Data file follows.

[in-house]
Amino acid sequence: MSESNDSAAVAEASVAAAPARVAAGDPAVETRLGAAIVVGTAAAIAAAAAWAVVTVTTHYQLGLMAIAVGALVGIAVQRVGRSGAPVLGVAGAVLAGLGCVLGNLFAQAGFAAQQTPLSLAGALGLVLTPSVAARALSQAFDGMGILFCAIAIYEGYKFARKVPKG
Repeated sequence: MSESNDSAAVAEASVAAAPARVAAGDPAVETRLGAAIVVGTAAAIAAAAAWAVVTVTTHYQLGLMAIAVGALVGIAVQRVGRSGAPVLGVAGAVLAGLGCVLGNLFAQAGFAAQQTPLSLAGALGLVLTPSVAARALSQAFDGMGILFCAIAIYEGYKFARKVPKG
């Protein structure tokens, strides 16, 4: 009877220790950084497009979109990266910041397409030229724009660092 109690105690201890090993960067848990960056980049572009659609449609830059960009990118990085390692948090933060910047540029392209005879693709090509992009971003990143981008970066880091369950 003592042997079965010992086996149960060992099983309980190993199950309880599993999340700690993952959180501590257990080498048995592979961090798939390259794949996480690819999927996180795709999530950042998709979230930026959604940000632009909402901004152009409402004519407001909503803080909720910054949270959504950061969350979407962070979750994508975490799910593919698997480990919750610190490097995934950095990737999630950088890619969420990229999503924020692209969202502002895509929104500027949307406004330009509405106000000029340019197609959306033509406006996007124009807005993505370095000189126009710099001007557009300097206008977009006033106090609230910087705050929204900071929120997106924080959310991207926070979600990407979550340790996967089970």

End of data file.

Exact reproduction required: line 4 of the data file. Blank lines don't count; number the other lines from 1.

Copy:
């Protein structure tokens, strides 16, 4: 009877220790950084497009979109990266910041397409030229724009660092 109690105690201890090993960067848990960056980049572009659609449609830059960009990118990085390692948090933060910047540029392209005879693709090509992009971003990143981008970066880091369950 003592042997079965010992086996149960060992099983309980190993199950309880599993999340700690993952959180501590257990080498048995592979961090798939390259794949996480690819999927996180795709999530950042998709979230930026959604940000632009909402901004152009409402004519407001909503803080909720910054949270959504950061969350979407962070979750994508975490799910593919698997480990919750610190490097995934950095990737999630950088890619969420990229999503924020692209969202502002895509929104500027949307406004330009509405106000000029340019197609959306033509406006996007124009807005993505370095000189126009710099001007557009300097206008977009006033106090609230910087705050929204900071929120997106924080959310991207926070979600990407979550340790996967089970």